Rupa Marya v. Warner Chappell Music Inc

Filing 132

MINUTES OF Motion Hearing held before Magistrate Judge Michael R. Wilner. (See Minute Order for further details) denying 123 Motion for Order Court Recorder: CS 7/25/2014. (vm)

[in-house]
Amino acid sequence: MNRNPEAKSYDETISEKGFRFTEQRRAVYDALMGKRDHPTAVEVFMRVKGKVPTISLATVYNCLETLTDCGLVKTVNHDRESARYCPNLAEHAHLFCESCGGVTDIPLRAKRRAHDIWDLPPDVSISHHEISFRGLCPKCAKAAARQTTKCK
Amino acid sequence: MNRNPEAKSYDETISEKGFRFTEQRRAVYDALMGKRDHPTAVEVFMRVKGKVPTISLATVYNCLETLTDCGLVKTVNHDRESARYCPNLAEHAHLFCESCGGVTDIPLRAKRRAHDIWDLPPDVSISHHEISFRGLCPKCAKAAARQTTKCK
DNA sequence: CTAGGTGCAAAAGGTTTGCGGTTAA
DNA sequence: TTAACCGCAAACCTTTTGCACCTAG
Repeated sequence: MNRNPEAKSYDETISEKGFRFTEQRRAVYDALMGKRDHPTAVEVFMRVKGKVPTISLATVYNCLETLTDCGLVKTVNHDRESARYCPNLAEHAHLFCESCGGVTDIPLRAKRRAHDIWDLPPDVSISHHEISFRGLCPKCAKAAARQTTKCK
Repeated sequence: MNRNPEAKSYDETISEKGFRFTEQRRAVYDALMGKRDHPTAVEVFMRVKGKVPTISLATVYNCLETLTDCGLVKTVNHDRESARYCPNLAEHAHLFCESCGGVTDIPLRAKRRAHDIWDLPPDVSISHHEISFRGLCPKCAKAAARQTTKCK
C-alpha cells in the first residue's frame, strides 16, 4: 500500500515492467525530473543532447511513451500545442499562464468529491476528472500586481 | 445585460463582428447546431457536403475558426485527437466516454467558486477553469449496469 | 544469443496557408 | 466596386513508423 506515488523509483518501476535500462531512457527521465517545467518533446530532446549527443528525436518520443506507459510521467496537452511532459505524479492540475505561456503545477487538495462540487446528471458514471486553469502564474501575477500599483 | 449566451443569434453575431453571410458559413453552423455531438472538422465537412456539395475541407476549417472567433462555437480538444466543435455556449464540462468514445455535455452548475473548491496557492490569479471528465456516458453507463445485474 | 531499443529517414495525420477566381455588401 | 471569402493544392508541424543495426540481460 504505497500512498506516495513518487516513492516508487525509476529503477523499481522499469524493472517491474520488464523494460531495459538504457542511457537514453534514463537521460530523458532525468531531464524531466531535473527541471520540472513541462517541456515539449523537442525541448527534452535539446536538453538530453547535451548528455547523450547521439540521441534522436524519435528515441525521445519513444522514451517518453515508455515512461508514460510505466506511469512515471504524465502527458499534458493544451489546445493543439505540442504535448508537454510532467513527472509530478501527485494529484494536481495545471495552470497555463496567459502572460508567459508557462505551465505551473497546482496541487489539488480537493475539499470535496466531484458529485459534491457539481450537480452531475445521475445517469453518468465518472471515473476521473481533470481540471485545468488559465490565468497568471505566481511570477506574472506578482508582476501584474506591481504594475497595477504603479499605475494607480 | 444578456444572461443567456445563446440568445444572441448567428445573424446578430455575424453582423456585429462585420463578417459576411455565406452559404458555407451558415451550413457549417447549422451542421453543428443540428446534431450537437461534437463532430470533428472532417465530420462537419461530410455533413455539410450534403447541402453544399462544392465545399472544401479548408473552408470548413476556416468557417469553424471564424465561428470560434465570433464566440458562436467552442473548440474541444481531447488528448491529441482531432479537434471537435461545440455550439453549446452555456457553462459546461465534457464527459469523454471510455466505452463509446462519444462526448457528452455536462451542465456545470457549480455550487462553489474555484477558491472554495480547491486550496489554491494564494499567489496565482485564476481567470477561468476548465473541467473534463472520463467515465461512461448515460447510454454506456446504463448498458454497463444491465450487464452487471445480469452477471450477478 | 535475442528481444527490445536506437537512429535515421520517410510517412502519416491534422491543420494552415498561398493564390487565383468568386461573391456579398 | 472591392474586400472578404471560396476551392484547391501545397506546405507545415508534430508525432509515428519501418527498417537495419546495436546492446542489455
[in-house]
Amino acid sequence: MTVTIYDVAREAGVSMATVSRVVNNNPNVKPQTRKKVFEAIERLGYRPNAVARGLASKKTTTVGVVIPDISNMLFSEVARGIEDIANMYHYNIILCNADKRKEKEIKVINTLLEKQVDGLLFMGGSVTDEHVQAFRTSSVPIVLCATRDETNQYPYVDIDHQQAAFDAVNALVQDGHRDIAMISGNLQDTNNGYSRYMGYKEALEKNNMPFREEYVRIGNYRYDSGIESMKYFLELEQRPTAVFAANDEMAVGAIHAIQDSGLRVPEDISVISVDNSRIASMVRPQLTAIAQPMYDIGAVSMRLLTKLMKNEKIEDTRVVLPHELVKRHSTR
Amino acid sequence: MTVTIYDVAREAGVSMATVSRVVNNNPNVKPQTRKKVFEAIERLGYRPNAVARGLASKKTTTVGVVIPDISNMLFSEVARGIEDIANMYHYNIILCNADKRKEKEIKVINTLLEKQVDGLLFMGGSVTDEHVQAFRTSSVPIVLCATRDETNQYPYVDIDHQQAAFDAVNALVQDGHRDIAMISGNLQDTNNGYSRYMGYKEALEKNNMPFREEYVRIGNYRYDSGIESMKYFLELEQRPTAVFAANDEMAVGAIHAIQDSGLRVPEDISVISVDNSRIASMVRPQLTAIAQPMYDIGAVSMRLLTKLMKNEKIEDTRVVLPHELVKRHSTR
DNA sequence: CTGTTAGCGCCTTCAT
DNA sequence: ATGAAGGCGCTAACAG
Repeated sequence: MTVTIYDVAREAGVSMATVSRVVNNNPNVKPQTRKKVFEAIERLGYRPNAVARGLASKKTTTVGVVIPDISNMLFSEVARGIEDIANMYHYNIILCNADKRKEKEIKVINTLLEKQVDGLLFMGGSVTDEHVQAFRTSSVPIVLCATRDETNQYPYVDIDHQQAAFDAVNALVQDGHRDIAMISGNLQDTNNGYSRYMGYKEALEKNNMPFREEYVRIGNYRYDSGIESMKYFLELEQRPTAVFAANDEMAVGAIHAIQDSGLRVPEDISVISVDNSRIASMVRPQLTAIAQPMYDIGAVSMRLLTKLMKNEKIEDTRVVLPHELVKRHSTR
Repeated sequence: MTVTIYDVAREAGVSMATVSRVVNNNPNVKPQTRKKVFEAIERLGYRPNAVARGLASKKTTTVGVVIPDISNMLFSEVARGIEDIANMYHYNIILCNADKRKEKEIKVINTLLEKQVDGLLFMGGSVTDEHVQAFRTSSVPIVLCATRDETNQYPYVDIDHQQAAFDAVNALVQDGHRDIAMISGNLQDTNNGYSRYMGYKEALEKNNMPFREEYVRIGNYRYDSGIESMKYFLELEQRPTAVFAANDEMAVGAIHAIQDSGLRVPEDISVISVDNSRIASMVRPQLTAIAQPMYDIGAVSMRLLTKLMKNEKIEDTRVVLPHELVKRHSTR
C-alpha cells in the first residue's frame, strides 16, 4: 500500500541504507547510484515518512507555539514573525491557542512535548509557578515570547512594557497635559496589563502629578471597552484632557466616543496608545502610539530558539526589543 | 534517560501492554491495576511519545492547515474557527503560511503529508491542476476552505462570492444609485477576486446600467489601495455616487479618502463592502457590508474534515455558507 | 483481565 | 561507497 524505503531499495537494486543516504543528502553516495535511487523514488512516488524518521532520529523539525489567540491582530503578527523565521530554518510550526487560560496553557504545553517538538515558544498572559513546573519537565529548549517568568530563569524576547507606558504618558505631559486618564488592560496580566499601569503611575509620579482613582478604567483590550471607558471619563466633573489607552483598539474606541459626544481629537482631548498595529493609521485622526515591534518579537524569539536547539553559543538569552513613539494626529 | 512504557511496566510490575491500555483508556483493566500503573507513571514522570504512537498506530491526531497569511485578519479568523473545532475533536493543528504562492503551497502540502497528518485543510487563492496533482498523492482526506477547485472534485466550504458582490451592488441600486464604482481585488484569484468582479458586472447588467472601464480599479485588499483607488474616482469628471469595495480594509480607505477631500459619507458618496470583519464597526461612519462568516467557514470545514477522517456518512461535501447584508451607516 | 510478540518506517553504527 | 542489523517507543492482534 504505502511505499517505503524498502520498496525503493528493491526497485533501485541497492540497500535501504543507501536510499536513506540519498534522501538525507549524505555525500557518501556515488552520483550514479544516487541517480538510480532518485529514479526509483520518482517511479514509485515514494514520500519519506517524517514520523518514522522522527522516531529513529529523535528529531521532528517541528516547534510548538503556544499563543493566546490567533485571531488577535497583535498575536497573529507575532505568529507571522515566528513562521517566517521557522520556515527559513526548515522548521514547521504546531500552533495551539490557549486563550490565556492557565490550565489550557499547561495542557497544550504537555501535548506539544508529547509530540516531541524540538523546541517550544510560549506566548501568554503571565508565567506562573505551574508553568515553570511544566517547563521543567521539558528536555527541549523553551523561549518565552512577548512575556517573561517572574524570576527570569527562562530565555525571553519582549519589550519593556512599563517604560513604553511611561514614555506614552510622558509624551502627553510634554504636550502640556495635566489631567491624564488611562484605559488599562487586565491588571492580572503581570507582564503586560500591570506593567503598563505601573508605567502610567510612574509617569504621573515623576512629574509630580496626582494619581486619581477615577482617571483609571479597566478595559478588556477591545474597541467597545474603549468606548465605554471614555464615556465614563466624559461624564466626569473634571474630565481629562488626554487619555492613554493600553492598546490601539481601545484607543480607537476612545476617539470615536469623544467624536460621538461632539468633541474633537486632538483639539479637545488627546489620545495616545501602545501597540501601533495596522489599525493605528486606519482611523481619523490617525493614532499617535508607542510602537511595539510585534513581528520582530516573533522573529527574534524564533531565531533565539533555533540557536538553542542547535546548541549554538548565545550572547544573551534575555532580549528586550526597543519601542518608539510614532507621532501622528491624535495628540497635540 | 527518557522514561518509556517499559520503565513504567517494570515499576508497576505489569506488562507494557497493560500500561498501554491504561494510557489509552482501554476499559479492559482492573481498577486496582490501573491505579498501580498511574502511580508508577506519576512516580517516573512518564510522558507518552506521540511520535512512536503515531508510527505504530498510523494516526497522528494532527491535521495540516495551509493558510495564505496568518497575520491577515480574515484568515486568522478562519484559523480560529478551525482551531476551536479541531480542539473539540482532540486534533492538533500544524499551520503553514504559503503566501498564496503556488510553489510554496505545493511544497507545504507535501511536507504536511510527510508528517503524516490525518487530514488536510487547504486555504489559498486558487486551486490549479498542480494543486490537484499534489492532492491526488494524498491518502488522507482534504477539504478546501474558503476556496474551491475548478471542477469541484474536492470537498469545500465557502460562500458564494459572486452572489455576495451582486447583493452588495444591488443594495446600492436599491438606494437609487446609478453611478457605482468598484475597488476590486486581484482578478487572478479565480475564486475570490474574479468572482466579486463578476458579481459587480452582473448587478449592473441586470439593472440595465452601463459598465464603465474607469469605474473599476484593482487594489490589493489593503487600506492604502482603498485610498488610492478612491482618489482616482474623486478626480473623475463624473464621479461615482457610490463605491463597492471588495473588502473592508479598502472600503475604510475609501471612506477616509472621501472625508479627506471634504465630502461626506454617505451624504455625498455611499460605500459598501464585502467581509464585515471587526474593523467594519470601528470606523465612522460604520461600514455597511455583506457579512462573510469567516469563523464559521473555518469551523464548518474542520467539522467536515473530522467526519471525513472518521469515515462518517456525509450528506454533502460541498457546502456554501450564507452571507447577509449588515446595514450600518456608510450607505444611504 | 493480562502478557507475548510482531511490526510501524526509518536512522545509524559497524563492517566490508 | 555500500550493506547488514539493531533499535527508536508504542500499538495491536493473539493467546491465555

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UNITED STATES DISTRICT COURT CENTRAL DISTRICT OF CALIFORNIA CIVIL MINUTES - GENERAL Case No. CV 13-4460 GHK (MRWx) Title Good Morning You Prod. v. Warner/Chappell Music Present: The Honorable Date July 25, 2014 Michael R. Wilner Veronica McKamie Deputy Clerk CS 7/25/2014 Court Reporter / Recorder Attorneys Present for Plaintiff: Attorneys Present for Defendant: Mark C. Rifkin Betsy C. Manifold Melinda E. LeMoine Adam I. Kaplan Proceedings: ORDER RE: DISCOVERY MOTION This is a discovery motion in a copyright action. Plaintiffs moved to overrule a claim of attorney-client privilege that Defendant asserted as to materials obtained from a third party.1 (Docket # 123.) After consulting with Chief Judge King, the Court (Magistrate Judge Wilner) briefly extended the discovery cutoff and agreed to hear the motion on an expedited basis. The Court considered the parties’ hefty joint filings, supplemental submissions, and arguments at the motion hearing and previous telephone conferences. (Docket # 124-31.) The Court adopts its tentative decision as explained to the parties at the hearing today, and augments it with this written decision. The motion to overrule the privilege claim is DENIED. Facts At issue in the litigation is the ownership of the song “Happy Birthday to You.” Defendant Warner/Chappell Music (Warner) contends that it is the current owner of one or more valid copyrights regarding the song. Warner is the successor-in-interest of a previous rightsholder, Summy-Birchard Music (Summy). 1 The motion originally sought to compel additional discovery and relief from the discovery cutoff in the action. At oral argument, Plaintiffs acknowledged that these ancillary requests are now moot. CV-90 (10/08) CIVIL MINUTES - GENERAL Page 1 of 9 UNITED STATES DISTRICT COURT CENTRAL DISTRICT OF CALIFORNIA CIVIL MINUTES - GENERAL Case No. CV 13-4460 GHK (MRWx) Title Date July 25, 2014 Good Morning You Prod. v. Warner/Chappell Music The present discovery dispute involves materials that Summy sent to ASCAP, a collective music rights management association, in 1979. Specifically, Summy received two letters from its attorney at the Coudert Brothers law firm in 1976 and 1978. (Docket # 124 (Rifkin Decl. at Ex. B and C).)2 The letters may broadly be described as relating to the history and status of the “Happy Birthday” copyrights. The parties agree that the letters were protected by the attorney-client privilege when sent from Coudert Brothers to Summy, as they clearly were confidential communications intended to provide legal advice from a lawyer to a client. In 1979, Summy provided the Coudert letters to the general counsel of ASCAP. (Docket # 124 (Rifkin Decl. at Ex. D).) Without disclosing the text of the terse transmittal letter, Summy’s vice president (Arlene Sengstack) indicated that she and the ASCAP lawyer had previously discussed the Coudert analysis regarding Summy’s copyright claim to “Happy Birthday,” and that Summy wished to provide that analysis to ASCAP. It is this transmittal – Summy sending previously-privileged communications from its outside lawyer to a third party – that triggered the current discovery dispute.3 2 The Court typically refers to filed materials by their CM/ECF document number. However, because of the expedited timing of the motion and hearing, some of the materials submitted to the Court under seal may not have been docketed yet. For this reason, the Court will refer to the docket number associated with the Notice of Manual Filing and give a brief textual identification to facilitate later review of this decision. 3 Plaintiffs originally suggested that any privilege was waived when ASCAP turned over the Coudert letters to Plaintiffs in the course of this litigation. However, because the privilege belongs to Defendant Warner, the inadvertent third party production cannot serve a knowing waiver of Warner’s right. Moreover, the Court concludes that Warner acted reasonably promptly under Federal Rule of Civil Procedure 26(b)(5) and Federal Rule of Evidence 502 to “clawback” the production of the letters and to assert its privilege after learning of the production. In turn, the Court finds that Plaintiffs substantially complied with Rule 26(b)(5)’s sequestration provisions and its requirement to present the dispute to a court for adjudication. At oral argument, Plaintiffs suggested that the Court could take into consideration the fact that ASCAP’s lawyer did not believe that the Summy - Coudert materials were privileged or confidential at the time of their production. The Court declines to do so, particularly because the ASCAP lawyer has made conflicting statements regarding whether the organization engages in confidential discussions with members regarding copyright issues, and may have reconsidered the specific issue of the Summy materials. See Docket 128 (LeMoine Decl. at Ex. A (Reimer Deposition at 69-70 (“Q. Do you have any reason to doubt as you sit here today that the communication between CV-90 (10/08) CIVIL MINUTES - GENERAL Page 2 of 9 UNITED STATES DISTRICT COURT CENTRAL DISTRICT OF CALIFORNIA CIVIL MINUTES - GENERAL Case No. CV 13-4460 GHK (MRWx) Title Date July 25, 2014 Good Morning You Prod. v. Warner/Chappell Music ASCAP’s role in the music industry, in turn, presents a central consideration in the dispute. According to a declaration from an ASCAP lawyer, ASCAP is a “voluntary membership association” that represents songwriters and music rightsholders. (Docket # 123-10 at 2, Ex. 9 (Reimer Decl.).) Summy and Warner were among thousands of member-owners of the non-profit organization. ASCAP licenses the public performance rights of its members’ musical works. In doing so, ASCAP may collect license fees from parties who perform its members’ songs. ASCAP may also sue alleged infringers on behalf of those members. (Id; Docket 124 (Klaus Decl. at Ex. B (Blietz Deposition at 163-68); Ex. C and D (Agreement between Summy / Warner and ASCAP at ¶¶ 1(a), 4)); Docket 128 (LeMoine Decl. at Ex. A (Reimer Deposition at 68)).) ASCAP does not own its members’ copyrights. It also does not retain royalties or fees it receives for the services it provides to its members. Rather, pursuant to the parties’ agreement, ASCAP is paid a sum for its expenses in administering and policing its members musical copyrights. (Reimer Decl. at ¶ 5.) Relevant Law In a federal civil action, the assertion of the attorney-client privilege is governed by federal common law. Gomez v. Vernon, 255 F.3d 1118, 1131 (9th Cir. 2001) (“Federal common law recognizes a privilege for communications between client and attorney for the purpose of obtaining legal advice.”). The party asserting the privilege bears the burden of proving that the privilege applies. In re Grand Jury Investigation, 974 F.2d 1068, 1070 (9th Cir. 1992). A federal court may engage in the “the well established practice of conducting in camera review to prevent abuses of the attorney-client privilege.” Id. at 1073. Further, the privilege must be “strictly construed” to avoid impeding discovery unnecessarily. United States v. Graf, 610 F.3d 1148, 1156 (9th Cir. 2010). The following elements are necessary for the attorney-client privilege to exist: (1) legal advice of any kind is sought (2) from a professional legal adviser in his capacity as such, (3) the communications relating to that purpose, (4) made in confidence (5) by the client, (6) are at his instance permanently Summy-Birchard and ASCAP concerning the validity of the copyright for Happy Birthday to You [was] intended to be confidential and privileged? A. No.”)).) CV-90 (10/08) CIVIL MINUTES - GENERAL Page 3 of 9 UNITED STATES DISTRICT COURT CENTRAL DISTRICT OF CALIFORNIA CIVIL MINUTES - GENERAL Case No. CV 13-4460 GHK (MRWx) Title Date July 25, 2014 Good Morning You Prod. v. Warner/Chappell Music protected (7) from disclosure by himself or by the legal adviser, (8) unless the protection be waived. United States v. Richey, 632 F.3d 559, 566 (9th Cir. 2011). A specific body of law has developed concerning ASCAP that is of relevance to this issue. ASCAP is an unincorporated association comprised of numerous members. The federal district court in the Southern District of New York (the primary situs of litigation involving ASCAP, according to Defendant (Docket # 124 at 48 n.14)) has held that the attorney-client privilege may directly apply to communications between an ASCAP member and the organization’s lawyers: For the purposes of determining the existence of an attorney-client privilege, several district courts have held that “[e]ach individual member of the [unincorporated] association is a client of the association’s lawyer.” Schwartz v. Broadcast Music, 16 F.R.D. 31, 32 (S.D.N.Y. 1954); see Connelly v. Dun & Bradstreet, Inc., 96 F.R.D. 339, 341 (D. Mass. 1982); Philadelphia Housing Auth. v. American Radiator & Standard Sanitary Corp., 294 F. Supp. 1148, 1149–50 (E.D. Pa.1969); United States v. American Radiator & Standard Sanitary Corp., 278 F. Supp. 608, 614 (W.D. Pa. 1967); see also Halverson v. Convenient Food Mart, Inc., 458 F.2d 927, 930 (7th Cir. 1972) (“Because the lawyer in effect had represented and benefitted every [one of the unincorporated association’s] franchisee, he could reasonably believe each one of them was his client.”) United States v. ASCAP, 129 F. Supp. 2d 327, 337 (S.D.N.Y. 2001) (brackets in original). The “mere status of being a member of an unincorporated association” is insufficient to establish a privileged attorney-client relationship, though; the member must establish that it contacted the association’s attorney “for the purposes of seeking legal assistance.” Id. at 337-38. The attorney-client privilege is ordinarily waived or vitiated by disclosure of the communication to a third party who is outside of the privileged relationship. However, as an exception to this rule, a third party who has a “common interest” with the holder of the privilege may receive information without constituting a waiver of the privilege. A party relying on the common interest exception to an apparent waiver of privilege bears the burden of establishing that: “(1) the communication is made by separate parties in the course of a matter of common [legal] interest; (2) the communication is designed to further that effort; and (3) the privilege has CV-90 (10/08) CIVIL MINUTES - GENERAL Page 4 of 9 UNITED STATES DISTRICT COURT CENTRAL DISTRICT OF CALIFORNIA CIVIL MINUTES - GENERAL Case No. CV 13-4460 GHK (MRWx) Title Date July 25, 2014 Good Morning You Prod. v. Warner/Chappell Music not been waived” otherwise. Nidec Corp. v. Victor Co. of Japan, 249 F.R.D. 575, 578 (N.D. Cal. 2007). The common interest doctrine “is not limited to situations in which litigation has commenced or is in progress[; however], there must be some common legal effort in furtherance of anticipated litigation.” In re Fresh and Process Potatoes Antitrust Litigation, No. MD 102186 BLW CWD, 2014 WL 2435581 at *6-7 (D. Id. 2014) (Potatoes). Moreover, “the communication at issue must be designed to further that legal effort.” Id. (collecting cases). The “mere fact” that the parties have a common “commercial goal cannot by itself result in an identity of interest between the parties.” Bank of America, N.A. v. Terra Nova Ins. Co, Ltd., 211 F. Supp. 2d 493, 497 (S.D.N.Y. 2002) (common interest doctrine inapplicable to relationship between bank issuing letter of credit and its debtor in which “each party had an interest in making the terms of the transaction as favorable as possible to itself”). Analysis The Court concludes that the 1979 transmittal of the Coudert letters from Summy to ASCAP did not waive the attorney-client privilege applicable to those materials. A fair reading of (a) the evidence that Defendant Warner submitted regarding the relationship between the entities and (b) the circumstances of the transmittal is sufficient to establish that there was no waiver. To be sure, the evidence presented on this issue is rather thin on both sides of the courtroom. The parties ask the Court to divine the intent of a company that was the predecessor of Defendant – and is not a participant in the current action – based on a three-sentence note written by a non-lawyer over 30 years ago. Neither the sender nor the recipient of Ms. Sengstack’s letter is available to explain its purpose or otherwise illuminate the issue. Yet the backdrop of the Sengstack letter is of undeniable importance in this determination. At the time that Summy gave the Coudert materials to ASCAP’s lawyer via the Sengstack letter, ASCAP was responsible for licensing and collecting royalties for Summy regarding its copyrighted musical works. The parties acknowledge that “Happy Birthday” was one of the works within the ambit of ASCAP’s registration. As a result, ASCAP was required to assert Summy’s rights – including its right to sue for copyright infringement – on behalf of this member. Plaintiffs explain (without contradiction from Warner) that ASCAP had not sued any user of the “Happy Birthday” work for infringement by the time of the 1979 transmittal. There is CV-90 (10/08) CIVIL MINUTES - GENERAL Page 5 of 9 UNITED STATES DISTRICT COURT CENTRAL DISTRICT OF CALIFORNIA CIVIL MINUTES - GENERAL Case No. CV 13-4460 GHK (MRWx) Title Date July 25, 2014 Good Morning You Prod. v. Warner/Chappell Music also no basis to conclude that any party had pursued a claim of copyright invalidity against Summy’s ownership in the “Happy Birthday” copyrights. However, the nature of the underlying Coudert letters – and the heart of the present action – demonstrate that there were issues regarding the validity of the “Happy Birthday” copyrights that merited considerable thought and raised colorable legal questions. Indeed, those questions apparently caused Summy to retain a major Wall Street law firm in the mid-1970s to investigate and opine upon the provenance of those copyrights. The Sengstack letter is silent as to the specific reason why Summy provided materials from its outside lawyer to the association’s lawyer regarding the validity. However, the only sensible conclusion that the Court can draw – that is, based on the evidence presented, it is more likely than not – is that ASCAP needed or requested this information to properly represent Summy in exploiting its song rights. ASCAP would only have been able to sue an infringer if it could demonstrate that its principal (Summy) owned a valid copyright. See, e.g., Range Road Music, Inc. v. East Coast Foods, Inc., 68 F.3d 1148, 1153 (9th Cir. 2012) (“To establish a prima facie case of copyright infringement, a plaintiff must demonstrate (1) ownership of a valid copyright, and (2) copying of constituent elements of the work that are original.”) (quotation omitted). The Coudert letters speak directly to the validity of the copyrights. That would have been a necessary precursor to any action – be it a cease-and-desist letter, a demand for a licensing fee, or the commencement of a civil infringement lawsuit – that ASCAP could have taken on behalf of Summy. Given the significance of the “Happy Birthday” song and its somewhat convoluted copyright history, the only plausible reason that the Court can discern as to why Summy divulged this information to ASCAP was to give the association “comfort” that Summy’s rights (and, by agency exercise, ASCAP’s) were solid. Plaintiffs argue that it is equally as plausible that Summy gave this information to ASCAP’s general counsel for other reasons, such as to advance an informal discussion about an issue of interest to the music rights community: whether “Happy Birthday” actually remained protected by copyright. The Court readily acknowledges that there are aspects of the Sengstack letter – its casual tone, the informal salutation (“Dear Bernie”) and signature (“A”), and the lack of lawyerly statements preserving the sender’s confidentiality or expressly stating the legal purpose for sending the materials to ASCAP – that certainly weigh against concluding that Summy’s letter constituted a serious request for legal assistance. So too is the apparent lack of correspondence before or after the Sengstack letter regarding copyright validity issues. CV-90 (10/08) CIVIL MINUTES - GENERAL Page 6 of 9 UNITED STATES DISTRICT COURT CENTRAL DISTRICT OF CALIFORNIA CIVIL MINUTES - GENERAL Case No. CV 13-4460 GHK (MRWx) Title Date July 25, 2014 Good Morning You Prod. v. Warner/Chappell Music However, the Court is persuaded by other circumstantial components and clues in the letter that there was no “gratutitous” disclosure of this information as Plaintiff asserts. The Sengstack letter was typed by a secretary (referenced by the notation “AMS:njr”) on corporate stationery, was sent the general counsel of a major national organization at his office, and indicates Ms. Sengstack’s business title. The letter expressly referenced a previous discussion on the topic of Summy’s copyright claim to “Happy Birthday,” which establishes that there had been an ongoing discussion between the parties on the issue. Ms. Sengstack clearly understood that she was conveying information received from her lawyer regarding the copyright question – the letter identifies the lawyer and his analysis of the “claim” directly. These observations strongly suggest that the parties were dealing with a serious issue of interest to the corporation. Moreover, the Coudert material itself constituted thoughtful, high-level, and presumably costly legal advice regarding Summy’s valuable intellectual property. Summy’s vice president (who apparently was married to the company’s president) personally sent the information to the top lawyer at a major rights agency regarding a significant and widely-known song. Given the Court’s understanding that the validity of the “Happy Birthday” rights may have been of “bet the company” value to Summy, proof that the Coudert advice was sent to the legal chief at ASCAP is inconsistent with Plaintiffs’ suggestion that it was the continuation of, say, a cocktail party discussion about the song’s history. The text of the transmittal letter, the relationship between the parties, and core logic regarding management of copyright issues therefore lead the Court to conclude that no waiver of the attorney-client privilege occurred. The Court finds sufficient evidence to support Warner’s argument that Summy gave the Coudert materials to ASCAP’s lawyer for the purpose of obtaining legal advice. ASCAP, 129 F. Supp. 2d at 338. Proof that Summy owned a legitimate copyright was fundamental to allowing the association to provide a fundamental service – enforcing and patrolling its members legal interest. The fact that one of Summy’s principals sent the Coudert materials directly to the general counsel of a major rights enforcement agency fits well within the established perspective that “[e]ach individual member of the [unincorporated] association is a client of the association’s lawyer.” Schwartz, 16 F.R.D. at 32. If ASCAP’s general counsel acted as Summy’s lawyer to obtain material relevant to preparing future copyright infringement actions (even if such actions didn’t come to pass), then the client’s action in conveying privileged materials did not cause a waiver of the privilege. The Court also finds the evidence sufficient to establish that Summy and ASCAP engaged in communication in furtherance of a common interest. As Summy’s agent, ASCAP was contractually obliged to sue copyright infringers on behalf of Summy. The transmission of material central to an infringement action enabled the rights holder and its agent to pursue their CV-90 (10/08) CIVIL MINUTES - GENERAL Page 7 of 9 UNITED STATES DISTRICT COURT CENTRAL DISTRICT OF CALIFORNIA CIVIL MINUTES - GENERAL Case No. CV 13-4460 GHK (MRWx) Title Date July 25, 2014 Good Morning You Prod. v. Warner/Chappell Music common interest in halting such infringement. Nidec, 249 F.R.D. at 578. Plaintiff correctly notes that ASCAP did not stand to benefit directly from a successful copyright infringement action, as the association did not own the song’s copyright or share meaningfully in royalties derived from its public performances. Yet, this merely establishes that ASCAP did not have a joint commercial goal with Summy, which would be a factor against finding a commonality of interest here. Terra Nova, 211 F. Supp. 2d at 497. Rather, the rights owner and the non-profit association were unified in asserting Summy’s copyrights for Summy’s benefit as a result of the agency relationship. Potatoes, 2014 WL 2435581 at *6-7. That common interest is adequate to warrant protecting privileged communications in advance of future conceivable litigation.4 Conclusion When Summy provided ASCAP’s general counsel with the legal advice it obtained from another lawyer, that did not cause a waiver of the attorney-client privilege. ASCAP stood to potentially assert Summy’s rights as the owner of the song’s copyrights. That allowed Summy to convey the Coudert copyright information to ASCAP in a protected manner. As Summy’s successor, Defendant Warner properly asserted its predecessor’s privilege to prevent disclosure of the underlying Coudert letters to Plaintiffs. Plaintiff’s challenge to that assertion is DENIED. cc: Chief U.S. District Judge George H. King 4 The Court finds minimal support for Plaintiffs’ claims in the decisions cited in the supplemental brief and as discussed at oral argument. Those cases are fairly read to establish the unsurprising (and unrelated) proposition that ASCAP need not participate in every copyright action involving one of its members and a party accused of infringing a work subject to an ASCAP license. Doors Music Co. v. Meadowbrook Inn Corp., No. Civ. 89-134-D, 1990 WL 180286 (D.N.H. 1990) (ASCAP not potentially liable to business establishment that improperly used infringing music; joinder of ASCAP in action improper because association did not have “any interest in this suit that requires its presence”); Ocasek v. Hegglund, 673 F. Supp, 108, 1087 (D. Wyo. 1987) (ASCAP not an “indispensible party” in direct copyright action between artists and infringer; “plaintiff is the principal and ASCAP is the agent so that under elementary principles, in an action against a stranger, the principal is the proper party plaintiff”). CV-90 (10/08) CIVIL MINUTES - GENERAL Page 8 of 9 UNITED STATES DISTRICT COURT CENTRAL DISTRICT OF CALIFORNIA CIVIL MINUTES - GENERAL Case No. CV 13-4460 GHK (MRWx) Date Title July 25, 2014 Good Morning You Prod. v. Warner/Chappell Music 1 Initials of Preparer CV-90 (10/08) CIVIL MINUTES - GENERAL : 30 vm Page 9 of 9